Thanks to COVID-19, thousands of people in Lincoln are working from home instead of the office. On top of that, tens of thousands of public and private school students are doing their lessons online.
In addition to creating domestic stress and logistical nightmares, the setup is also putting a strain on Lincoln's internet infrastructure.
Dan Metzler and his wife are both working from home, and two of his three kids are doing their schooling online. That has led to some issues with their Spectrum internet service.
"Our internet has definitely slowed down," said Metzler, a social worker. "It’s cut out a few times, and I’ve had to reboot the Wi-Fi."
Metzler said he and his wife, who works for a medical services company, are both doing numerous Zoom chats, and his wife has to upload and download a lot of data files, so they are putting a lot of additional stress on their service.
And it's not been up to the task, nor has Spectrum's customer service, he said.
"I’ve tried to contact Spectrum by phone and also their online chat, but no luck. I would wait for an hour on both, with no luck."
Metzler said he wants to give Charter Communications, the company that owns Spectrum, a chance, but at this point he's looking to switch to another provider.
In a statement, Charter said its networks are built to exceed maximum capacity during peak evening usage.
"We are continuously monitoring our networks 24-7 and consulting regularly with other connectivity providers. Thus far, we have seen some increased daytime network activity — especially in areas with larger COVID-19 closures — but levels remain well below capacity and typical peak evening usage in most markets," the statement said.
The statement also said that the company's customer service reps are working "around the clock," and "we appreciate our customers' patience."
Logan Koenig said he hasn't had good luck with Windstream Communications, either.
Koenig, a recent graduate of Southeast Community College, lives with his parents in Lincoln.
He said they have a fairly basic internet plan from Windstream that's advertised as high-speed but is usually pretty slow.
With his mom now working from home, though, things have really slowed down.
"It’s never been great on speed to begin with," Koenig said. "Right now, though, it is absolutely terrible."
Scott Morris, a Windstream spokesman, said the company has consistently seen 30% more traffic than usual since about mid-March, but it remains "well within operational tolerances."
"As a result, we are not experiencing any congestion in our Lincoln and Nebraska networks," he said in an email. "We have multiple 100-gig connections across the city and state, and our Lincoln network connects directly to our major internet hubs in Denver and Chicago."
However, Morris said some customers have found the need to add bandwidth to do everything they need to from home, and Windstream has seen increased inquiries about upgrades.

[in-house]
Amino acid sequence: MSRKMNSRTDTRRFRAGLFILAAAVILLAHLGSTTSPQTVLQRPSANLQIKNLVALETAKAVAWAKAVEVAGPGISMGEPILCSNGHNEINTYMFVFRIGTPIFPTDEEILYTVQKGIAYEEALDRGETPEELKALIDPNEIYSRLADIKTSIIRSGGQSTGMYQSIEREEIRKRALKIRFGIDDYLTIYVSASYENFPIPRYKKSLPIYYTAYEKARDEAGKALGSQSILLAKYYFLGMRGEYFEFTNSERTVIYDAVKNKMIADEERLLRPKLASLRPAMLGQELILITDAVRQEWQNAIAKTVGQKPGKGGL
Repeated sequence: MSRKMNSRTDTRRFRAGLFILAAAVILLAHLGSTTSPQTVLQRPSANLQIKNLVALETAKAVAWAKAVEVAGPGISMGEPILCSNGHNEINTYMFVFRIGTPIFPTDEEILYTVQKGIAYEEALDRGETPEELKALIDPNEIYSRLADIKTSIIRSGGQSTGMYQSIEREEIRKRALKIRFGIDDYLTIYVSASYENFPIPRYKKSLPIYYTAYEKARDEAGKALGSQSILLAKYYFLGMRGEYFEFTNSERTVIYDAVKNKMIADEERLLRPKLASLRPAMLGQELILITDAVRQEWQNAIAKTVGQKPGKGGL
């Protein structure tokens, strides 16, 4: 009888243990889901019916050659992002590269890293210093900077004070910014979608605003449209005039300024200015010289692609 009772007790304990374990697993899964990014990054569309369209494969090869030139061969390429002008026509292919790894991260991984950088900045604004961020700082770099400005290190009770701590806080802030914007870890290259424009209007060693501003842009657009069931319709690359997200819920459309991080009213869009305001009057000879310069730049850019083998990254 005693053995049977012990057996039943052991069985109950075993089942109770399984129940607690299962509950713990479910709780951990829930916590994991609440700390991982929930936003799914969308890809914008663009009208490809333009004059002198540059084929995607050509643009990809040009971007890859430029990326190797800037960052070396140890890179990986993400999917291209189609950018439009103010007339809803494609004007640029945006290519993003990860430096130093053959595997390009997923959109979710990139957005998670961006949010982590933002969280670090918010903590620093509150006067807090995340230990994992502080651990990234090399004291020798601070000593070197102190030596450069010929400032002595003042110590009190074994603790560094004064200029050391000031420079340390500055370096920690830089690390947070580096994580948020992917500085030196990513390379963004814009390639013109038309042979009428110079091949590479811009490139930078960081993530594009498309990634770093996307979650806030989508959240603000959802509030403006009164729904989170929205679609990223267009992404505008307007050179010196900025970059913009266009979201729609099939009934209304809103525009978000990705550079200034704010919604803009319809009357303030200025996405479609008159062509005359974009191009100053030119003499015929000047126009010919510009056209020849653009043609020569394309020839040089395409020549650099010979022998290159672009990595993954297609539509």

Allo customers, by and large, say they are not seeing slowdowns in speed or other issues.
Joe Eisenberg, a retired IT professional with a host of hobbies that take up a lot of bandwidth, said Allo has "worked wonderful" so far.
Eisenberg says over the past few weeks he's done live webcast appearances and downloaded 3D printer files to make masks, face shields and ear guards, all without any slowdowns or service interruptions.
Jordyn Swanson said she and her husband decided to switch from Spectrum to Allo a few weeks ago when they knew they would both be working from home.
"Allo has been amazing — from our initial conversation with them prior to switching over, to the installation, and now the performance of our Wi-Fi," said Swanson, who is a marketing specialist for Social Assurance, a Lincoln company that provides regulatory-compliant software, as well as marketing services to financial institutions.
"My husband is also on multiple video conference calls daily, so it was important for us to have a reliable internet connection that could handle both of our devices simultaneously," she said. "We couldn't be happier with the switch."
Allo President Brad Moline said one of the reasons his company's network is performing so well is that it was "built for the future."
Moline said that while many other providers have focused on download speeds, which means "you get your Netflix a little faster," Allo focused on upload speeds as well as reducing latency, which is essentially the lag time it takes to send information from one point to another, in an effort to provide people in Lincoln and rural Nebraska the same kind of work-from-home experience as people in big metropolitan areas.
That left it prepared for the surge of home internet traffic.
Allo is still doing installations at homes that can pass its health standards, but Moline said that for the safety of both its employees and customers, it's only doing internet installations because they take less time and usually only require technicians to be in one part of the home.
"I was expecting our network to perform as it has," Moline said, noting that Allo is using less than 50% of its bandwidth.
"None of us wanted or predicted an event like this, but the network was ready," he said.
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